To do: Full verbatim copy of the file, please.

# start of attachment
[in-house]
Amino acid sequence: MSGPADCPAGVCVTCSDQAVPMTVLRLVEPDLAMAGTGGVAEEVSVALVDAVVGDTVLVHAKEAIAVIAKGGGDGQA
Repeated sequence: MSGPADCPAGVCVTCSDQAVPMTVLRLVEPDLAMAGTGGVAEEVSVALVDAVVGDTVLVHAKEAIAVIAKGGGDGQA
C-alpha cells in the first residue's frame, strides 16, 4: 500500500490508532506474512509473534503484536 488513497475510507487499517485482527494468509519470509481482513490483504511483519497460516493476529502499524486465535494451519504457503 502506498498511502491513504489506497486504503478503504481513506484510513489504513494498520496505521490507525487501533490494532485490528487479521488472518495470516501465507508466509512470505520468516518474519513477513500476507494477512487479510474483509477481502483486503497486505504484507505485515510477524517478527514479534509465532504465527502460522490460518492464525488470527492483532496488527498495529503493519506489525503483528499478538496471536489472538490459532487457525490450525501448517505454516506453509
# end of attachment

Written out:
[in-house]
Amino acid sequence: MSGPADCPAGVCVTCSDQAVPMTVLRLVEPDLAMAGTGGVAEEVSVALVDAVVGDTVLVHAKEAIAVIAKGGGDGQA
Repeated sequence: MSGPADCPAGVCVTCSDQAVPMTVLRLVEPDLAMAGTGGVAEEVSVALVDAVVGDTVLVHAKEAIAVIAKGGGDGQA
C-alpha cells in the first residue's frame, strides 16, 4: 500500500490508532506474512509473534503484536 488513497475510507487499517485482527494468509519470509481482513490483504511483519497460516493476529502499524486465535494451519504457503 502506498498511502491513504489506497486504503478503504481513506484510513489504513494498520496505521490507525487501533490494532485490528487479521488472518495470516501465507508466509512470505520468516518474519513477513500476507494477512487479510474483509477481502483486503497486505504484507505485515510477524517478527514479534509465532504465527502460522490460518492464525488470527492483532496488527498495529503493519506489525503483528499478538496471536489472538490459532487457525490450525501448517505454516506453509